My apologies if this post is completely all over the place.  I’ve had a raging cold for the last few days and my brain is still in a bit of a heap.  Hopefully normal service will be resumed in the next couple of days.  I’m getting a bit fed up with coughing and sniffling my way around and anyway, there’s work to be done!

Less than 24 Hours to Go

By this time tomorrow night Devil in the Red Dress will be launched and will have officially been sent on it’s way.  As the launch gets closer I’m reminded of the days I spent working backstage in the theatre.

I thought I would be more nervous about tomorrow night but I suppose growing up as a theatre brat has prepared me for first nights.  My folks are both actors and I spent a lot of my teens going to both first and last night bashes.  My first jobs, in my summer holidays, were ASMing (Assistant stage manager if you’re not familiar with the term) for shows they were in.

Actually my title tended to be student ASM but came with the the same duties.  I would organise the props and change the scenery and help the actors with quick changes.

I’ve seen plenty of actors suffering from first night nerves but being back stage just felt the adrenaline rush of knowing that you’ve done all the preparation you can and now it’s in the lap of the gods.

That’s how I feel about tomorrow night.  The book is written and printed.  There’s nothing more I can do about that; the editing is finished and tonight it’s probably already on the shelves in some bookshops.  Now it’s up to me to step into the spotlight and play my part.

As the hours pass and we head towards tomorrow my mind keeps going back to those provincial theatres and the feeling as the audience took their seats when the play was about to start.  It was my job to call the time for the actors; the half, fifteen minutes before curtain up, ten, five and finally three – overture and beginners to the stage.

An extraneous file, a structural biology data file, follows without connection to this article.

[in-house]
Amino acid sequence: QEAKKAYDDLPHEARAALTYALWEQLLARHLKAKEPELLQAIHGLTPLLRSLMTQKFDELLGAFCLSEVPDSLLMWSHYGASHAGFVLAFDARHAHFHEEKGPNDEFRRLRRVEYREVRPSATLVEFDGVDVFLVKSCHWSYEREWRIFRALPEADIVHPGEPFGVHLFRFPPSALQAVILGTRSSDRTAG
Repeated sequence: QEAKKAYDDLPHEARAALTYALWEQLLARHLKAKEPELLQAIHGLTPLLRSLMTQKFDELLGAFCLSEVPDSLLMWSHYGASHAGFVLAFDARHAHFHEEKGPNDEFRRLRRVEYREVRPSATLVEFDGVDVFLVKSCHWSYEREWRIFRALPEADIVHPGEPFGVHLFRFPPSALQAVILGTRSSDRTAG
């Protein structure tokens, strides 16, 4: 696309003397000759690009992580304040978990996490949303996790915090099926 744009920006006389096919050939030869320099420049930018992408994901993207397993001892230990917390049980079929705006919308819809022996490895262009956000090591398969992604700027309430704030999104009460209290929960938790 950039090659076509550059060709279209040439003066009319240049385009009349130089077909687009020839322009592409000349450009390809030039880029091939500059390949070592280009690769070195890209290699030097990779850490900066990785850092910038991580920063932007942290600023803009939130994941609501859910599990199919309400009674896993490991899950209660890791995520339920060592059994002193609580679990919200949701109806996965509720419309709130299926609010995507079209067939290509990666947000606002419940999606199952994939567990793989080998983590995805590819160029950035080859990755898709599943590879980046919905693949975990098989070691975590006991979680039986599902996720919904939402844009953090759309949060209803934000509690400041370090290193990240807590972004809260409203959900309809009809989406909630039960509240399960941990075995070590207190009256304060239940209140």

I remember sitting staring at the back of flats in the blue light of backstage beside the prop table.  Taped to the back of the flats were the prop lists, marked out scene by scene and the prop table was covered in a sheet of paper, similarly marked with outlines of the props drawn on to make keeping track easier.

There was always a hole somewhere on the flats through which you could peer out into the audience unseen and unblinded by the lights.  This time however I’m going to have to take centre stage.  It’s my name on the cover of the book and it’ll be me doing interviews to publicise it.

But when it comes down to it, this is the bit I recognise.  The waiting for reviews, getting an audience, talking it up.  This might be the first time I’ve had a book published but I feel as if I know where it goes from here.

So tomorrow night I’ll put on the slap put on my costume and step out.  And we’ll see where it goes from here.